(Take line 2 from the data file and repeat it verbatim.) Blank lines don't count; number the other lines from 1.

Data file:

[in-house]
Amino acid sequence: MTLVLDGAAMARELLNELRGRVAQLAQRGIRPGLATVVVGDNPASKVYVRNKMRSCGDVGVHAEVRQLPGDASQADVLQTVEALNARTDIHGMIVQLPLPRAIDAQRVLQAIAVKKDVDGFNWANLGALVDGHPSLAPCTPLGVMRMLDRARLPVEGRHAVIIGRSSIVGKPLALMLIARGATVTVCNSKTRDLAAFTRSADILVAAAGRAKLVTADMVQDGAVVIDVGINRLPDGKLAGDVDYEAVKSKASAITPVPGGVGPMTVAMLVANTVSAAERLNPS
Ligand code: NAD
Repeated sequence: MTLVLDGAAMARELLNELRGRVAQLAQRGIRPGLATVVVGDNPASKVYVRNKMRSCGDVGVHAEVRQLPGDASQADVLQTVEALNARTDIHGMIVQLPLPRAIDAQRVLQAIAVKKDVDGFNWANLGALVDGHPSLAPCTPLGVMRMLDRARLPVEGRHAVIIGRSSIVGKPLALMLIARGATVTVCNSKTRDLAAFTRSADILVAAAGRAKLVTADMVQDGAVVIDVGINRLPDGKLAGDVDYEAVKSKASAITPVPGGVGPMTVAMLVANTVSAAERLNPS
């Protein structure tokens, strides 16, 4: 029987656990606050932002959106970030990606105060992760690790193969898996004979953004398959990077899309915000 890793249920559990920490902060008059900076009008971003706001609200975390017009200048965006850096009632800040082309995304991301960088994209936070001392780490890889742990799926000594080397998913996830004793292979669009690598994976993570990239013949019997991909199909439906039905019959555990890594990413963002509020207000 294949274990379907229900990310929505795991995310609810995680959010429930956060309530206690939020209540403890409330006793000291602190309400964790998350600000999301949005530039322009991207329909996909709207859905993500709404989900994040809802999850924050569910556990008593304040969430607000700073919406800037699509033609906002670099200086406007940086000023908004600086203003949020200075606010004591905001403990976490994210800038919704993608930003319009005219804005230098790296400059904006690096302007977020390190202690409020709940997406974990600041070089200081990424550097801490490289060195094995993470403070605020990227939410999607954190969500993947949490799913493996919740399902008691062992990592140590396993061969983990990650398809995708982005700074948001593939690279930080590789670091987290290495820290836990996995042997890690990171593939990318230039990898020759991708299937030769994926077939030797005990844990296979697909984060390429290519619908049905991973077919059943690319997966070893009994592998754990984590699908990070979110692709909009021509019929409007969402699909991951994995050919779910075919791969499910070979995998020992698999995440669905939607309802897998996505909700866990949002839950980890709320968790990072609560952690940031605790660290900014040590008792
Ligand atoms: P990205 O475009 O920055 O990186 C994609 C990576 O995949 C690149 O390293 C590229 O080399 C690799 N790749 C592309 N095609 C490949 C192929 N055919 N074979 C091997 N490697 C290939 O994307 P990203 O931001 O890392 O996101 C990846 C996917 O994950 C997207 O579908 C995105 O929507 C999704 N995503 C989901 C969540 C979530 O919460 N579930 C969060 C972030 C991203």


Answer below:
Amino acid sequence: MTLVLDGAAMARELLNELRGRVAQLAQRGIRPGLATVVVGDNPASKVYVRNKMRSCGDVGVHAEVRQLPGDASQADVLQTVEALNARTDIHGMIVQLPLPRAIDAQRVLQAIAVKKDVDGFNWANLGALVDGHPSLAPCTPLGVMRMLDRARLPVEGRHAVIIGRSSIVGKPLALMLIARGATVTVCNSKTRDLAAFTRSADILVAAAGRAKLVTADMVQDGAVVIDVGINRLPDGKLAGDVDYEAVKSKASAITPVPGGVGPMTVAMLVANTVSAAERLNPS